For two years, convoy escort assignments were standard fare—typically across the Atlantic but also to other destinations such as Panama. As invasions loomed, these were interrupted by rehearsals, followed in the event by shore bombardments and night offensive sweeps to protect troop transports, always with a prospect of anti-air and anti-submarine action.
Murphy joined the Atlantic Fleet in 1942 in time for the invasion of North Aftrica. On 7 November, she and Ludlow were hit by shore battery fire off Fedhala (Mohammedia), Morocco. Murphy lost three men killed and 25 wounded but remained on station.
The squadron was at full strength for the invasion of Sicily in July 1943, screening cruisers Boise and Savannah in RAdm. J. L. Hall’s “Dime” Task Force 81, with McLanahan attached from DesRon 16. En route, off Bizerte, Tunisia on the 6th, Jeffers shot down a German bomber.
On station off Gela before sunrise on D-day, the 10th, Maddox was lost to an underwater explosion from a near miss by a German bomber.
Following forces ashore around to Sicily’s north coast, Shubrick got under way from Palermo Harbor before dawn on 14 August screening Savannah when a bomber dropped three bombs—one hit and two near misses—which nearly sank her.
On 21 October, 70 miles off New Jersey’s Manasquan Inlet en route to Europe, the tanker Bulkoil rammed Murphy, cutting off her bow. Murphy’s stern was towed to New York, where a new bow was fitted.
Murphy rejoined the squadron for the invasion of Normandy in June 1944, where DesDiv 34 operated with DesDiv 20 as Fire Support Group “U” off Utah Beach and DesDiv 33, with Plunkett, was attached to a Reserve Fire Support Group. No DesRon 17 ships were hit on D-day, 6 June, but off the Quinéville Battery on the 8th, Glennon struck a mine and was lost. On the 13th, Nelson was torpedoed by a German S-boat and lost her stern.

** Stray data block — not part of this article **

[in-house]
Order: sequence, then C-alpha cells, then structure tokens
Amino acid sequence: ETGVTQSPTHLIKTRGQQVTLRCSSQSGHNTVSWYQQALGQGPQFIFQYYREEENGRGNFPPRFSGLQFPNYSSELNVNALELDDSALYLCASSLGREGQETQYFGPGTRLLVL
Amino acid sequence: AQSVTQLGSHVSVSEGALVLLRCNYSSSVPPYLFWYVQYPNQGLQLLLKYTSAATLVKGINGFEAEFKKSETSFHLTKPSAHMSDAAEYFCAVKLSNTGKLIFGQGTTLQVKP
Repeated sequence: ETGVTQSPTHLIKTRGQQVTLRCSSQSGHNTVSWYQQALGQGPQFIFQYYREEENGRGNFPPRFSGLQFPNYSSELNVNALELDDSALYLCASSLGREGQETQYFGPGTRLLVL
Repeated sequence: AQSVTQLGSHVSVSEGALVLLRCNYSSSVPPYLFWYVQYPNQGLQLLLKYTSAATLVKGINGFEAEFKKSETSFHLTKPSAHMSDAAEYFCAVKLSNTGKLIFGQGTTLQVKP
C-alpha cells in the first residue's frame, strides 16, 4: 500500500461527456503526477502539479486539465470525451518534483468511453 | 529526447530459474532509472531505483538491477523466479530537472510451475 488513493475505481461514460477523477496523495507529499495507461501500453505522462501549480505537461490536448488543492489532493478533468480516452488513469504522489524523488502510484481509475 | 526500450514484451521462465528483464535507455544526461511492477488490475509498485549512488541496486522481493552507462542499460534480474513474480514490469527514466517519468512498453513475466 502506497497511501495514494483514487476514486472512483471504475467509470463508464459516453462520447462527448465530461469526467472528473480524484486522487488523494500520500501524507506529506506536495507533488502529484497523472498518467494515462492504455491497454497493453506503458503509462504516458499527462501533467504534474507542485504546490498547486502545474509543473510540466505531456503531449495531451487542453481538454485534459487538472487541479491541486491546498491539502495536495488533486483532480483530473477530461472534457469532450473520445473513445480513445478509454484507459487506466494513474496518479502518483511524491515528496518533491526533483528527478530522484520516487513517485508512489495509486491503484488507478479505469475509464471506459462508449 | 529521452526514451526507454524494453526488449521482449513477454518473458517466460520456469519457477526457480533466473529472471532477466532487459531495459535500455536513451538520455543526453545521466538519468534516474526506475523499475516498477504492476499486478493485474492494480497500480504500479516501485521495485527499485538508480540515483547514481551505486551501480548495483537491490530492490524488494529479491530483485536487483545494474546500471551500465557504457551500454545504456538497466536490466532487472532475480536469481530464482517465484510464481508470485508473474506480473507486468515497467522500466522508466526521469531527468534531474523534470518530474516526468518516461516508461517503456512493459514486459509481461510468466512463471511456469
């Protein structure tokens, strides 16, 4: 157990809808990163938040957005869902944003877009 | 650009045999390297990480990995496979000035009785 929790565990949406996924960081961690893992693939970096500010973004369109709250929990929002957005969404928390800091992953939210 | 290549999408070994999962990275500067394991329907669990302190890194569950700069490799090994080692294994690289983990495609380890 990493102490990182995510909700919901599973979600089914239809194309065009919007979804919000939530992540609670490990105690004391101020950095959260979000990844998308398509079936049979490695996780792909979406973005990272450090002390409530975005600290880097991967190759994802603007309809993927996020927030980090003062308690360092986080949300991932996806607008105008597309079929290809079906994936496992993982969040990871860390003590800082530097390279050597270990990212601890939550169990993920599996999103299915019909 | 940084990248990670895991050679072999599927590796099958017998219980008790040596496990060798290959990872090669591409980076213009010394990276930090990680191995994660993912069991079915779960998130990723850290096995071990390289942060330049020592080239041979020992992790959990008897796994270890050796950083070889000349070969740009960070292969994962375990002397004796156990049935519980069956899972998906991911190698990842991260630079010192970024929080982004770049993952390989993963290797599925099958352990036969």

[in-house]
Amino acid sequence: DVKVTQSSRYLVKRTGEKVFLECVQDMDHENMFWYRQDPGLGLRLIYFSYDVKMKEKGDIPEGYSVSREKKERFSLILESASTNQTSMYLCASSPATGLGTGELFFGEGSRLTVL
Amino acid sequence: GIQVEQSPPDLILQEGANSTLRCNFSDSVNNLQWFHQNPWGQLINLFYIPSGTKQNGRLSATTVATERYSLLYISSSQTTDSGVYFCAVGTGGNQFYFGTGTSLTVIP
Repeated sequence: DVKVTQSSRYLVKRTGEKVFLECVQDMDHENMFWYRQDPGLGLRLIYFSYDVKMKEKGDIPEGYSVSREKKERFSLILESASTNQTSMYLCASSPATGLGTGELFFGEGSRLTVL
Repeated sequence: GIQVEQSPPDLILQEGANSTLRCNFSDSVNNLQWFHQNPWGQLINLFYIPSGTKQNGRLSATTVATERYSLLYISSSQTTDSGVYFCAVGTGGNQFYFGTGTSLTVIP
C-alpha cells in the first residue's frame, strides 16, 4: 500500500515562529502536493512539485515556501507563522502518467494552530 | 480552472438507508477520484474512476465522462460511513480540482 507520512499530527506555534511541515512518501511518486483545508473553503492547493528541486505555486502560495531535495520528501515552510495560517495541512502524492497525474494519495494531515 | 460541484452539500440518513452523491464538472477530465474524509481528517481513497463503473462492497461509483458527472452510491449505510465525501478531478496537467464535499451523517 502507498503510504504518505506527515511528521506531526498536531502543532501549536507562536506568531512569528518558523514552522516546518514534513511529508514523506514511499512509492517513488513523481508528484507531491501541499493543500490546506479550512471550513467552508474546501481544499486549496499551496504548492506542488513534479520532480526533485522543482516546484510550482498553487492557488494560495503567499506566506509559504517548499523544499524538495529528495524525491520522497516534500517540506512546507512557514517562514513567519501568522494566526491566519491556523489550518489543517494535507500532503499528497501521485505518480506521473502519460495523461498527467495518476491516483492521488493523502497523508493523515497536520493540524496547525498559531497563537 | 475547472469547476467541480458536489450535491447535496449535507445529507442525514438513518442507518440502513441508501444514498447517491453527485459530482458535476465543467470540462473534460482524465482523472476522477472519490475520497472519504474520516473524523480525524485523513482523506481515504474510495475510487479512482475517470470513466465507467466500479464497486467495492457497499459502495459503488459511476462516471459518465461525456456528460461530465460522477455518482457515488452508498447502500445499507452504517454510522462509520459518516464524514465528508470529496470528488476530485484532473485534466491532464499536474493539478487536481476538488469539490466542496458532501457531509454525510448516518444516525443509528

In August, the six destroyers still in the war zone, Butler, Gherardi, Herndon, Jeffers, Murphy and Shubrick, moved to the Mediterranean for the invasion of southern France, where they were attached to RAdm T. C. Durgin's Task Group 88.2 with antiaircraft cruisers HMS Colombo and Caledon, screening an Aircraft Carrier Force.
Later in 1944, Jeffers, Butler and Gherardi were converted as fast minesweepers. Attached to Mine Squadron 20, they went to Okinawa, where Jeffers and Butler were damaged by suicide planes crashing close aboard. Butler was towed home and decommissioned but Jeffers continued in the war. In August 1945, she and Gherardi swept the entrance to Tokyo Bay prior to the arrival of the Third Fleet.
On 11 February 1945, meanwhile, Murphy sailed through the Suez Canal to Jidda, Arabia (Jeddah, Saudi Arabia), where King Ibn Saud of Saudi Arabia and his party boarded for transportation to Great Bitter Lake, Egypt, for a conference with President Roosevelt. Later in 1945, Murphy and the other ships of the squadron moved to the Pacific.
Reassigned to DesDiv 12, Herndon and Shubrick went to Okinawa, where Shubrick was knocked out of action and not repaired. Based at Eniwetok in the Marshall Islands from July, Herndon escorted convoys through the end of the war and then went to China, where she received the surrender of Japanese naval and merchant vessels in the Tsingtao area.
Nelson also made it to the Pacific. After repairs from Normandy, she screened escort carrier Card in the Atlantic and then transited to the Pacific on 1 August, arriving at Tokyo Bay after the surrender.
Sources: Destroyer History Foundation database, Roscoe, Morison, Dictionary of American Naval Fighting Ships entries for individual ships.